January 11, 2019

My phone rang, and having gotten home earlier than anticipated, I checked the screen. It was Maga! “How sweet,” I thought. “She’s calling to wish me a happy birthday.”

“Hi, Maga!” I answered.

Light, rapid breaths came through the line – the sort which indicate she was actively thinking about something and filtering through things before speaking.

“Hi, Maga,” I repeated.



“Oh, dear. I didn’t…I mean… I was working through my phone and clearing numbers of people who called recently and it must have gotten jumbled.”

“So, you didn’t mean to call me.”

“No, afraid not. And since we spoke yesterday we’re all set until next week, aren’t we?”

“I guess so.”

“Okay, bye.”

Well, that sure blew out the birthday candles I hadn’t yet lit…



January 7, 2019

“How are you, Maga?” I asked.

“Well, it’s lonely here.”

“I know the feeling.”

“I sure wish we were closer.”

“Me too. But since we’re not, these phone calls are intended to help bridge that gap between visits.”

“Thank goodness for Alexander Graham Bell.”

“Yes, indeed.”

“Isn’t today Monday?”

“Yes, actually, it is. I have more time tonight than tomorrow and as we were just saying loneliness is around and I wanted to make sure to check in with you.”

“Thank you, dear.”

We spoke about the weather, my siblings, my house, meandered over to the topic of my work…”What are the hours you work?” Maga asked.

“9am to 5pm.”

“Oh, 9 to 5. The usual working hours.”

“Well, usual for this working force. Your hours were more like 24 hours a day.”

The truth tickled Maga. “Why yes, you’re right. When you raise four children, the hours are a bit longer.”

“Quite a bit.”

“And [Sister E]? How’s her job going? Tell me what it is again.”

“The easiest way to explain it is that she teaches / trains people how to use a product.”

“What’s the product?”


Maga was silent for a spell.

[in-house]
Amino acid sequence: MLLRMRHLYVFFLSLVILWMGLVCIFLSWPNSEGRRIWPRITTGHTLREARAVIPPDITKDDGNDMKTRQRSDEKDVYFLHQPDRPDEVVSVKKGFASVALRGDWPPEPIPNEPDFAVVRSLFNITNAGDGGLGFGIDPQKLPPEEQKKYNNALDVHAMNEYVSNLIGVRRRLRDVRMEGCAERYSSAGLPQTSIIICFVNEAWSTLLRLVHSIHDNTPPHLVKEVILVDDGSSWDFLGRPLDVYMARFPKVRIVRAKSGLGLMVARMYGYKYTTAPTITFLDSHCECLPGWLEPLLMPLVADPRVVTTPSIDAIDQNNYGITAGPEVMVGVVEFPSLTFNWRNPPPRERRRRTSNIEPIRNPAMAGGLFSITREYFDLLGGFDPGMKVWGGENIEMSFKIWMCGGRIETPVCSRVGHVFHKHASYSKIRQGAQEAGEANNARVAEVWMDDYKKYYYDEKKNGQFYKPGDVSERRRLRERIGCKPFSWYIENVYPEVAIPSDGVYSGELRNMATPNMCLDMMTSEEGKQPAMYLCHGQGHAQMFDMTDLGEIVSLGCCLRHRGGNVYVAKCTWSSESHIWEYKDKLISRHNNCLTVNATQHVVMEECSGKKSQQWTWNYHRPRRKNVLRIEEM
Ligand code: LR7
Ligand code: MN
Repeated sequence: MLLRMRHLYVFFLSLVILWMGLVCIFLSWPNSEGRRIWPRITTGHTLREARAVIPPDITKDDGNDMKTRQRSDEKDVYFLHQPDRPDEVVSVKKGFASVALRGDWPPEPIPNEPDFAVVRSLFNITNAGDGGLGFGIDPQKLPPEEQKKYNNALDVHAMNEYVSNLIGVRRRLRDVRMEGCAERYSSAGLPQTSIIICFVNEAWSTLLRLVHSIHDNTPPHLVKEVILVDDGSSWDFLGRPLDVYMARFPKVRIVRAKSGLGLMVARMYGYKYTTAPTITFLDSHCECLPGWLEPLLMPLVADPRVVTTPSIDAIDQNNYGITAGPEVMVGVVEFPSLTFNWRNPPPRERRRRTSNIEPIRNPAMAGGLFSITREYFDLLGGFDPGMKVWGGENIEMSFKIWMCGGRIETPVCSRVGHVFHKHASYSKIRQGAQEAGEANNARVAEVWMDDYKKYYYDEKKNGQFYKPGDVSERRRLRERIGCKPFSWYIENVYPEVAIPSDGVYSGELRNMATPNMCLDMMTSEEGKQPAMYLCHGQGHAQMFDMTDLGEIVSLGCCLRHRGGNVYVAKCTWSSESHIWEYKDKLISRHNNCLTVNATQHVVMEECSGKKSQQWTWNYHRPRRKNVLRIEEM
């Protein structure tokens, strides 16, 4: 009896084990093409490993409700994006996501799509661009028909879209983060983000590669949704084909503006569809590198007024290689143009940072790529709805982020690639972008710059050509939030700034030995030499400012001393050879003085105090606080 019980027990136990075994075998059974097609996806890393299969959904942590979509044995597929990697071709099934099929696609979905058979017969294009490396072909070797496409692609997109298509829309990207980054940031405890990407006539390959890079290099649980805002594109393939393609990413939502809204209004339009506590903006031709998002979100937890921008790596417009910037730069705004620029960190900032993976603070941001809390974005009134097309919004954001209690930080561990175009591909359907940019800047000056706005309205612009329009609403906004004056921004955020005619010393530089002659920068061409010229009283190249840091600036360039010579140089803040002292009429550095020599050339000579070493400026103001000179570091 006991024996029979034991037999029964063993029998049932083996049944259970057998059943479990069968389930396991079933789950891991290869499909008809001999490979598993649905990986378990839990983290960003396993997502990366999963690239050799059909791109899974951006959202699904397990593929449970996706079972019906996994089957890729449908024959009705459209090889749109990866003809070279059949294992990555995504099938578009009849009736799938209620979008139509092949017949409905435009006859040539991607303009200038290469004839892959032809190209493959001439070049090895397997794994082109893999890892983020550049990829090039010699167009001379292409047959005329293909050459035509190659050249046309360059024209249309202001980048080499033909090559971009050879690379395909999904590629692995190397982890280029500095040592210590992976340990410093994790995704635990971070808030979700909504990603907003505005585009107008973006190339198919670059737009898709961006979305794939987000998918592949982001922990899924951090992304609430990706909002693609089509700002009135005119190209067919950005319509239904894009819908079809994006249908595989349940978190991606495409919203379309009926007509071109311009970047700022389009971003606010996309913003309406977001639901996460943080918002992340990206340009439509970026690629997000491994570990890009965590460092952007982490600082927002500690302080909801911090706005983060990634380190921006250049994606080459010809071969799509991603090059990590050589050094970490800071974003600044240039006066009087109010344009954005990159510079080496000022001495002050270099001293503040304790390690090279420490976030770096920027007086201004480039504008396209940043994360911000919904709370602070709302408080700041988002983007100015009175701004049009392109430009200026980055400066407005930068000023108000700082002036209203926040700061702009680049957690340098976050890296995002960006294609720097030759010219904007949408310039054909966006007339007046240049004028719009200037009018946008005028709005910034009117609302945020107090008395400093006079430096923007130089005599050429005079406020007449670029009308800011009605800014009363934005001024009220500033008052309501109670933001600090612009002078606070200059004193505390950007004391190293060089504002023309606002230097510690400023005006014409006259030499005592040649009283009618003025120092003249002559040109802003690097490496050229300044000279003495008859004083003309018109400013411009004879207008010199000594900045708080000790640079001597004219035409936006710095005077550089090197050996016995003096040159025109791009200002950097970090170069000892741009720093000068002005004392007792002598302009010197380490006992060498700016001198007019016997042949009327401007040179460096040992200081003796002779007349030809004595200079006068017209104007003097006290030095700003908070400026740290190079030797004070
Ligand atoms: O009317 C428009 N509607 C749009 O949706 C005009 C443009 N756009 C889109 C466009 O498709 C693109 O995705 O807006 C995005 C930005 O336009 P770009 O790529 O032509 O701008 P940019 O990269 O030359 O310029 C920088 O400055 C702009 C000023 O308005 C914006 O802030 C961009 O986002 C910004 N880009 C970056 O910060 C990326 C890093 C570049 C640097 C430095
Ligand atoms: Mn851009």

I continued. “It’s for computers.”

“Oh. Everything’s all about computers these days.”

“What about the gift from my parents? Have you used that?”

“What’s it called again?”

“An iPad.”

“And how does it work?”


“And you plug it in and that’s what [Sister E] teaches people how to use?”

I was silent for a spell. “No, no, no. Your gift and [Sister E]’s job are unrelated. Maga, are you wearing your hearing aid?”



“Wait. No, I’m not.”

“I suspected you weren’t.”

“Oh, well, I forgive you.”

“Umm, thank you?”

I’m sure it wasn’t her game plan, but the act of her not putting in her hearing aid actually extended the conversation, as I had to repeat words and phrases and concepts until she understood what I was talking about. Maybe I should have stuck to the weather? Or maybe I should just appreciate the extra time together with Maga, no matter the volume levels or topic(s) of conversation.


January 1, 2019

“Did your mom enjoy making Christmas cookies this year?” Maga asked. “She always used to like to do that. I remember that from the past.”

“Enjoy it? I don’t know about that, but she made a bunch, yes.”

“She doesn’t love it?”

“I don’t think so, but she loves us and we love the cookies, so…”

“It’s sort of a Christmas custom now.”

“You got it.”

“Could I have some more milk? Excuse me, Abby, I was just talking to my caregiver. I’m munching away on my dinner here and I need something more to drink.”

“Dinner? You’re usually done by now.”

“On holidays, like Christmas and today, they let the kitchen staff go home to be with their families, so they make up meals in a bag we can eat in our rooms.”